A cartoon man in a gold ochre bodysuit wiggles and wobbles as school children cheer him on, chanting the name of a character whose energy levels pale in comparison. Kachi kachi—wooden castanets—are clicking and all is right in the world of Gudetama, the “lazy egg” reinventing Sanrio, the Japanese company behind Hello Kitty.
The character stars in a series of videos that conclude and are occasionally bookended by such theatrical antics. The footage is typically devoid of action—at least on Gudetama’s part. What does change is how Gudetama is served. He tends to be prepared over easy, though there are times that he’s squished into a sweet omelette form a la tamagoyaki or trapped in an egg cup, hard-boiled and confused. The “tama” suffix is certainly well represented: Tamago being the Japanese word for egg.
He’s holding up the “gude” end of his name as well. Whereas English onomatopoeias typically just denote noises, Japanese equivalents span the emotional spectrum. And “gude” is the meek cry of apathy anchoring Gudetama’s persona.
Tracing Gudetama’s history is about as complex as keeping up with the influx of merchandise his nonplussed face has been emblazoned on. Thanks to a partnership with Korean cosmetics company Holika Holika, the swag doesn’t show any signs of stopping.
No style of product has been left untouched by a character, whose name denotes the exact opposite of a savvy businessperson with a whole lot of hustle. Gudetama has had his own pop-up restaurant, cafe, and even his own dessert. It’s these pooping and vomiting pastries from Hong Kong’s Dim Sum Icon that perfectly encapsulate the aesthetic Sanrio unwittingly tapped into when Gudetama burst on the scene following an in-house mascot creation contest.
The 2013 contest culminated in Gudetama coming in second place, with a wobbly-headed salmon fillet known as Kirimi-chan receiving a majority of votes from the public. As with a large chunk of Sanrio characters, Kirimi-chan perfectly encapsulated the kawaii (cute) charm of its brand, falling perfectly in line with the concept of classic yuru-kyara—that is, a mostly silent, incredibly pleasant mascot more innocuous than edgy.
The saccharine sweet aesthetic has netted Sanrio quite the profit since Hello Kitty hit the scene in 1974. Two decades later, the slow simmering backlash of such characters would culminate in the kimo kawaii (gross cute) movement that have vaunted the likes of Gudetama and the comical small middle-aged man Chicchai Ossan to prominence. Despite the popular vote, Kirimi-chan has fallen prey to changing attitudes. A side-by-side comparison of Twitter followers between the salmon fillet and Gudetama shows the lazy egg with well over twice as many fans.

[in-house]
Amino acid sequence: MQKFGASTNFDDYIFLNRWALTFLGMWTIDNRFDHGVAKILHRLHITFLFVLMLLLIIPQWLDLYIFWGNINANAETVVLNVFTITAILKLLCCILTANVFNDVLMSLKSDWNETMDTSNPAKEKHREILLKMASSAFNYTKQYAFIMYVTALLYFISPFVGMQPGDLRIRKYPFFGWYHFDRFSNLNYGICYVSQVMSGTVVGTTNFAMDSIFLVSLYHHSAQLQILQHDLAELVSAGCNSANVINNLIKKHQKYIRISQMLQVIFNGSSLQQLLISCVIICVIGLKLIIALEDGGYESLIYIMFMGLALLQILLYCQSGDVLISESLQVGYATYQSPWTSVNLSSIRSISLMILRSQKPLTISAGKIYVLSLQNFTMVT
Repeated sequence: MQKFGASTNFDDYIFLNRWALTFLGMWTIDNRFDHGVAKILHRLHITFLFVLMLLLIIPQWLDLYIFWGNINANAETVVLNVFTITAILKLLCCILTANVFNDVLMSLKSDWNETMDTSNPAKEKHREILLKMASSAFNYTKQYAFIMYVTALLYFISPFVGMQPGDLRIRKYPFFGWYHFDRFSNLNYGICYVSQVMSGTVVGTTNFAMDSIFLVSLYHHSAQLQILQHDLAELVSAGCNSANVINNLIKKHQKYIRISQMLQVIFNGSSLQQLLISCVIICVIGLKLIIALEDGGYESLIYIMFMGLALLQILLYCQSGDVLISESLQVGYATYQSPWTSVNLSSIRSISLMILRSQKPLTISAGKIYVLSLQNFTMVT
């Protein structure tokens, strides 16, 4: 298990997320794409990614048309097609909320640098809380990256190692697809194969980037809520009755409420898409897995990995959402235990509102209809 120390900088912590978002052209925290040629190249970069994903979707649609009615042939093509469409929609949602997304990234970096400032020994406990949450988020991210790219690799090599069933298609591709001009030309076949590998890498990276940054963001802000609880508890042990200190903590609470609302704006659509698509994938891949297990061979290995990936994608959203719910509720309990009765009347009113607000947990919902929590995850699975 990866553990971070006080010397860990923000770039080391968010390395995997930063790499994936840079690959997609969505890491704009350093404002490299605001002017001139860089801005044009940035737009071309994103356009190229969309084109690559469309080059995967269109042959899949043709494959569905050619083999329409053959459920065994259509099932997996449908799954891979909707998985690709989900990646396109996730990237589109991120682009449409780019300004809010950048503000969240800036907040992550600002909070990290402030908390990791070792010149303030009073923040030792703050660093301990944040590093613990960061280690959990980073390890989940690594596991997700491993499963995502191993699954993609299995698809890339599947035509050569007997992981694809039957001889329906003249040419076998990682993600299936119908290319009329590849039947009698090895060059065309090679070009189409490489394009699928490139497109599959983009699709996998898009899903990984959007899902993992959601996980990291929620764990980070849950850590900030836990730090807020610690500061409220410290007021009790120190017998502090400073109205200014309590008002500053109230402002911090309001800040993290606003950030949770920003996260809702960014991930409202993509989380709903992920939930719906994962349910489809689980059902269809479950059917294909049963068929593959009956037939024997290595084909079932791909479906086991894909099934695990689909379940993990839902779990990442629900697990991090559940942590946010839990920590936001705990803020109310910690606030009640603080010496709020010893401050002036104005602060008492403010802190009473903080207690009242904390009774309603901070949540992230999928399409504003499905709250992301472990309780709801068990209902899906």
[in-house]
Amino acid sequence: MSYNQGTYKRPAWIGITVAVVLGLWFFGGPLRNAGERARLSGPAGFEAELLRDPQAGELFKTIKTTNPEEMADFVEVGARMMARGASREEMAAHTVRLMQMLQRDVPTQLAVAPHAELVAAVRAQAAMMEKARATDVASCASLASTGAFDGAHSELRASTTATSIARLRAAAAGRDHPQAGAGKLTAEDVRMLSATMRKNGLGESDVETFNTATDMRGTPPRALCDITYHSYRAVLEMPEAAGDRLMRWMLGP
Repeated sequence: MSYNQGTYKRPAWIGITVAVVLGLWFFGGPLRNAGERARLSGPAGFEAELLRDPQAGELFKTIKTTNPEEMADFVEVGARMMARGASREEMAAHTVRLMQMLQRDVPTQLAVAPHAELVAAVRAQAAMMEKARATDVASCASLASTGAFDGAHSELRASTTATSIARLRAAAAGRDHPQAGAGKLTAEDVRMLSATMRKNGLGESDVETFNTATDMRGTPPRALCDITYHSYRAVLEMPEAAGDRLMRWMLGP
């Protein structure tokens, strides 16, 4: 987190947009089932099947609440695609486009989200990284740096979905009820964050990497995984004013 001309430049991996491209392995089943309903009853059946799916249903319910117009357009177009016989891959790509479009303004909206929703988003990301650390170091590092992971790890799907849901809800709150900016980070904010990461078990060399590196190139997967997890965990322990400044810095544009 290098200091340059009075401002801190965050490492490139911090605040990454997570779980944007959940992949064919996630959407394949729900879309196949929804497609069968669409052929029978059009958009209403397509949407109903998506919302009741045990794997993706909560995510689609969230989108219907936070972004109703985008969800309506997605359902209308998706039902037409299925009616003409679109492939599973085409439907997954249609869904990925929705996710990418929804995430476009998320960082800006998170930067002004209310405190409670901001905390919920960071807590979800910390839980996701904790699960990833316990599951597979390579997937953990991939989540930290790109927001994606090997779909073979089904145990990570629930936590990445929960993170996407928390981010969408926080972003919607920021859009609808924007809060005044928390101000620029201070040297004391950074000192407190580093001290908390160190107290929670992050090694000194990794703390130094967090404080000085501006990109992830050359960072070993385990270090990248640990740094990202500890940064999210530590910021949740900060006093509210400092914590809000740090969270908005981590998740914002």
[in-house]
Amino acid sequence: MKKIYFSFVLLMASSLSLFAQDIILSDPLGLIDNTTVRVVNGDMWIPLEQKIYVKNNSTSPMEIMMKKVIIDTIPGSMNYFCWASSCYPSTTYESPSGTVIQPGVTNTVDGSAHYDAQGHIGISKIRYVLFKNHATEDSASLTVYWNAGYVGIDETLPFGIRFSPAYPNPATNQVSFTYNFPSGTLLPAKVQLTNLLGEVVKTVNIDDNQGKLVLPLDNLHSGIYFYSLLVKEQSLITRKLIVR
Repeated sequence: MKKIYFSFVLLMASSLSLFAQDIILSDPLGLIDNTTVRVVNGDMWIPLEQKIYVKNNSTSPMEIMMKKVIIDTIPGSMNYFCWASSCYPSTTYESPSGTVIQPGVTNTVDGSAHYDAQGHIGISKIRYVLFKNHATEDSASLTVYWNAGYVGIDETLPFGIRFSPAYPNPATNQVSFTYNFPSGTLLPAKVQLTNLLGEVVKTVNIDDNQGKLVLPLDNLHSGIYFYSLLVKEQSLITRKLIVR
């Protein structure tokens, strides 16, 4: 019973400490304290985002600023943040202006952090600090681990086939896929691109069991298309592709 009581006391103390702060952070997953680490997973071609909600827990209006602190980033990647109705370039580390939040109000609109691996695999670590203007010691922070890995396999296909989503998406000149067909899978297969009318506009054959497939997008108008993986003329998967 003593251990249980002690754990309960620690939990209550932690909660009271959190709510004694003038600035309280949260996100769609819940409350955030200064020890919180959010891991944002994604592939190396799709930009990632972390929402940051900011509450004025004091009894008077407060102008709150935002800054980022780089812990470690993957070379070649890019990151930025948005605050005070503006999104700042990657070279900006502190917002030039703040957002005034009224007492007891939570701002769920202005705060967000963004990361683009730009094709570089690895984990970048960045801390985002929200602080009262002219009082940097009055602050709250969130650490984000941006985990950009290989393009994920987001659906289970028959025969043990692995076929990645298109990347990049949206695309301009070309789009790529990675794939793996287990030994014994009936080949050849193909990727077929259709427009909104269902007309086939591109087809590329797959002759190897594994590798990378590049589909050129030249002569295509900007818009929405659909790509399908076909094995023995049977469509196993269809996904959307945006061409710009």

The artist behind Gudetama happens to be a young woman who’d only joined Sanrio the year before concocting him. Known as Amy—a play on her real name, Emi—she graduated from Joshibi University of Art and Design in Kanagawa Prefecture. The prestigious private school is the alma mater of Hello Kitty illustrator Yuko Yamaguchi, who’s the iconic Sanrio character’s third such designer.
In an interview with the Japanese blog greyme, Amy stated that “the character is intended to reflect the era we live in,” likening motivation to poison for Gudetama and marveling at his worldwide fame. She’s repeatedly expressed shock at the level of popularity Gudetama and his laziness has achieved, admitting that she wasn’t sure if Sanrio would accept her design into the 2013 contest.
Gudetama’s been faced with a few hardships, such as when Sanrio banned the character from its Puroland theme park in Tokyo after causing quite the commotion while lying down during parades, among other offenses. Sensing the tide change in what its consumers want, the company couldn’t help but relent, however.
The slow-moving character that’s fast taking over may very well sit at the top of Sanrio’s food chain by end of this year’s character ranking contest. Fans have until June 19 to cast their ballots. As of this writing, Gudetama is in third place. He may not be doing much campaigning, but what else would you expect from a lazy egg?